The Higgs government unveiled more details of its capital spending plans Wednesday, including funding for new hospital units in Moncton and Saint John.
Health Minister Ted Flemming said after the decision last year to put them on hold, "we are releasing the pause button today on these projects."
Flemming's spending estimates included funding to start a $40-million coronary care unit at the Moncton Hospital and a $91-million addition and renovation at the Saint John Regional Hospital.
The Saint John work will include a new medical and surgical intensive care unit and an oncology unit. It will also improve the New Brunswick Heart Centre, a provincial facility that serves patients from around the province.
Flemming also said he'll make an announcement soon on a half-finished youth mental health centre in Campbellton that the government put on hold earlier this year.
Work was halted after the New Brunswick ombud questioned the wisdom of locating the centre there, part of a scathing report into mental health services at the nearby Restigouche Health Centre.
Flemming said Wednesday that his capital budget includes $10 million for the centre, and that the amount is enough to finish the work, but he stopped short of confirming that construction will be completed.
Meanwhile, the Department of Transportation and Infrastructure will spend $279.3 million on highways, roads and bridges, including continuing work on major projects such as the Centennial Bridge in Miramichi and the Petitcodiac River bridge between Moncton and Riverview.
It will also revive the twinning of a section of Route 11 between Cocagne and Boutouche that was cancelled last year.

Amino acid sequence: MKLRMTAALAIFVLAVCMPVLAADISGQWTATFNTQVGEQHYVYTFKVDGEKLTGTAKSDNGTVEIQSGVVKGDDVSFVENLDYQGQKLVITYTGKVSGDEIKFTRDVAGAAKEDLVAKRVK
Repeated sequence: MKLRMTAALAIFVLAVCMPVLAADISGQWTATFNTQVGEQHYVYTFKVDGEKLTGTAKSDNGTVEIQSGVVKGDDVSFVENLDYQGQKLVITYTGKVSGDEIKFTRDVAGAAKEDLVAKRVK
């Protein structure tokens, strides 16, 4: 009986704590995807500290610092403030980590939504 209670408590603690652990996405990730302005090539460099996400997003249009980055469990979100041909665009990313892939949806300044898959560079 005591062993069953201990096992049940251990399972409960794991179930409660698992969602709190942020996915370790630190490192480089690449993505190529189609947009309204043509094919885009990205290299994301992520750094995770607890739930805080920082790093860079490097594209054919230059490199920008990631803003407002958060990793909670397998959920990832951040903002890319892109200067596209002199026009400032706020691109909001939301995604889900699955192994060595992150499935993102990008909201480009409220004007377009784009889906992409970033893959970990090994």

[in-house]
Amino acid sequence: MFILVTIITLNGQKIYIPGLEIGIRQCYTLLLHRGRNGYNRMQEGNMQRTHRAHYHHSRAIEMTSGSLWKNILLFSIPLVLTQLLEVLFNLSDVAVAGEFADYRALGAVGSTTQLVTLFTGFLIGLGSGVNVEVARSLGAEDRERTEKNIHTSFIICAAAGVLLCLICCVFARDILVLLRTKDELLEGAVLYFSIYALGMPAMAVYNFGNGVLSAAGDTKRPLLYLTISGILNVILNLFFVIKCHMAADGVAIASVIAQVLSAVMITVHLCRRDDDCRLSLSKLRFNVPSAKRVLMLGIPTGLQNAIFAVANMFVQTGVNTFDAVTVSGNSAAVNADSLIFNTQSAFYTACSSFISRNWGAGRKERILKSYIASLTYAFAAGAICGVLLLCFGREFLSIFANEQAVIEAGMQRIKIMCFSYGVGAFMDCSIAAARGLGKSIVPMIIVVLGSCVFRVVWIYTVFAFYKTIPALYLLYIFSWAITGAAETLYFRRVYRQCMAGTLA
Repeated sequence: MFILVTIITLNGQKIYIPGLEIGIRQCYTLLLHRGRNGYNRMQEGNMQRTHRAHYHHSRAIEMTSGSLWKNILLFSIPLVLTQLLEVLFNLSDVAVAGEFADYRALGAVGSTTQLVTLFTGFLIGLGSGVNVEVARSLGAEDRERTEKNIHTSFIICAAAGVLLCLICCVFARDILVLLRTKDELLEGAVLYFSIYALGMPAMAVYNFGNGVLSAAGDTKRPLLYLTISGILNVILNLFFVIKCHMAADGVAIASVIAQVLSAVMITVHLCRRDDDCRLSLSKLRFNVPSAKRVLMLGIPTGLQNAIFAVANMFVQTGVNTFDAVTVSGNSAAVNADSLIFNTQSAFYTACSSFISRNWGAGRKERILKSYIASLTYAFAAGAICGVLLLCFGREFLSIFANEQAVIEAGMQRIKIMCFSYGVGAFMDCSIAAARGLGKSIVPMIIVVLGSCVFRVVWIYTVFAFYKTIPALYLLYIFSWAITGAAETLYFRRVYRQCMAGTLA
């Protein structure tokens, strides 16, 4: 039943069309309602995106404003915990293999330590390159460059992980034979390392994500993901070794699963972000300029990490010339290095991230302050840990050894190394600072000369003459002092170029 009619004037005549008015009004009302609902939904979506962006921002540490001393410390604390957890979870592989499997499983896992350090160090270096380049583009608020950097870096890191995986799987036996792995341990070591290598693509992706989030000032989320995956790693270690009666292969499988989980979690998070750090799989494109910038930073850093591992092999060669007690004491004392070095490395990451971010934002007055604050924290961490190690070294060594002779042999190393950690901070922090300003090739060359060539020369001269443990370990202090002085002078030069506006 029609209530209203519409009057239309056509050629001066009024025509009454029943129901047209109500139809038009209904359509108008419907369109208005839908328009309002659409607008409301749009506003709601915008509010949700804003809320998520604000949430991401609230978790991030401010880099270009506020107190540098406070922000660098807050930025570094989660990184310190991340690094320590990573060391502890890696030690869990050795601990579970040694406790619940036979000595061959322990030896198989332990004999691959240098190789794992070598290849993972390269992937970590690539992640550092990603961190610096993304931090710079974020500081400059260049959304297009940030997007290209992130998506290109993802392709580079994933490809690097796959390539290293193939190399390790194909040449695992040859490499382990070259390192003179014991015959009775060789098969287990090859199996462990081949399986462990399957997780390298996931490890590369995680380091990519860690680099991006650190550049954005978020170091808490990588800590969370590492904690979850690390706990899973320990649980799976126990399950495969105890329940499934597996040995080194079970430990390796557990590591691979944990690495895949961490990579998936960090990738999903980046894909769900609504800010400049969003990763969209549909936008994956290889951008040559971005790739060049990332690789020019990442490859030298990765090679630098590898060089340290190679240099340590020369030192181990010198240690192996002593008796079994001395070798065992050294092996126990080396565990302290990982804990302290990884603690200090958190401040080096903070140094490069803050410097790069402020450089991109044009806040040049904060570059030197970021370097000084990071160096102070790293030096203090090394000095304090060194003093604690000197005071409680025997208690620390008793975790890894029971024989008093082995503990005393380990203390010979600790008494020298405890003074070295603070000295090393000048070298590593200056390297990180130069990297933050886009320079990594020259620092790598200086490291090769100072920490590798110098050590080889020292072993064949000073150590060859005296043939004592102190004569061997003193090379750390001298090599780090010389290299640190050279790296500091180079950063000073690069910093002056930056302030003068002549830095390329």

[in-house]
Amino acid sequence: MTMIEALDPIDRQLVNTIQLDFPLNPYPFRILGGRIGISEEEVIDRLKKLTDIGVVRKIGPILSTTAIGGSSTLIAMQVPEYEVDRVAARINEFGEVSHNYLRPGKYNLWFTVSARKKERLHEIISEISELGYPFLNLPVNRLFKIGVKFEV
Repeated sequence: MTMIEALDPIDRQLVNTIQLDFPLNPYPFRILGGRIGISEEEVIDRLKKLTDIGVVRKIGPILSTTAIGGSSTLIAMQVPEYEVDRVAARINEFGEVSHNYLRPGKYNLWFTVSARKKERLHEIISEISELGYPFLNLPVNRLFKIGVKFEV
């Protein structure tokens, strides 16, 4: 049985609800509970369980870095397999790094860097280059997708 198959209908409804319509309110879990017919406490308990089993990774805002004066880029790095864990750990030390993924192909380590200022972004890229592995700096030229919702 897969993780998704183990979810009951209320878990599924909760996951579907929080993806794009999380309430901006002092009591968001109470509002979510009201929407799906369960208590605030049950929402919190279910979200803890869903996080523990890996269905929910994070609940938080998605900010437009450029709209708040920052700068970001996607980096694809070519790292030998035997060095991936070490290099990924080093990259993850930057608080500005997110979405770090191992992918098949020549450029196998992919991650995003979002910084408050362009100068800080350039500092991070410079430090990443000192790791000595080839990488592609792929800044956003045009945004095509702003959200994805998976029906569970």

Transportation and Infrastructure Bill Oliver said the list required difficult decisions.
"We need to focus on maintaining our public assets that we use every day," he said in the legislature. "Our existing highways, schools and hospitals must be addressed before we can embark on new projects.
"We do not have the resources to fund every project. There were some difficult decisions that had to be made."
Oliver portrayed the lack of major new road projects as a virtue, saying four-lane highways bypassing communities would contradict the goals of the government's tourism strategy.
Work on the $61.6-million bridge over the Petitcodiac, a controversial project launched by the Liberals to replace a causeway that was choking off the river, slowed down over the last year to spread the cost over a longer period.
The delay pushed back the closure of the causeway and completion of the new bridge to 2021.
Education Minister Dominic Cardy also released his department's estimates and said work would continue on previously announced projects.
He didn't provide any list of new school projects starting in the coming year.
Opposition questions delayed spending
Two opposition parties accused the Progressive Conservatives of injecting politics into some of their decisions.
Dieppe Liberal MLA Roger Melanson said the cancelled Route 11 twinning didn't seem important to the Tories last year, but now that has changed.
"Why stop for one year, and now this year they say it's a good project?" he said. "Is it because we're getting closer to a provincial election?"
And People's Alliance Leader Kris Austin questioned the $1 million to start work on a new bridge between Shippagan and Lameque in the riding of deputy premier Robert Gauvin.
Gauvin announced it Tuesday, ahead of Wednesday's detailed listing of projects.
Austin said there is a bridge in his Fredericton-Grand Lake riding that needs work but that doesn't seem to be on the list.
"Is the money going to proper asset management or are we spending money for political reasons?" he asked.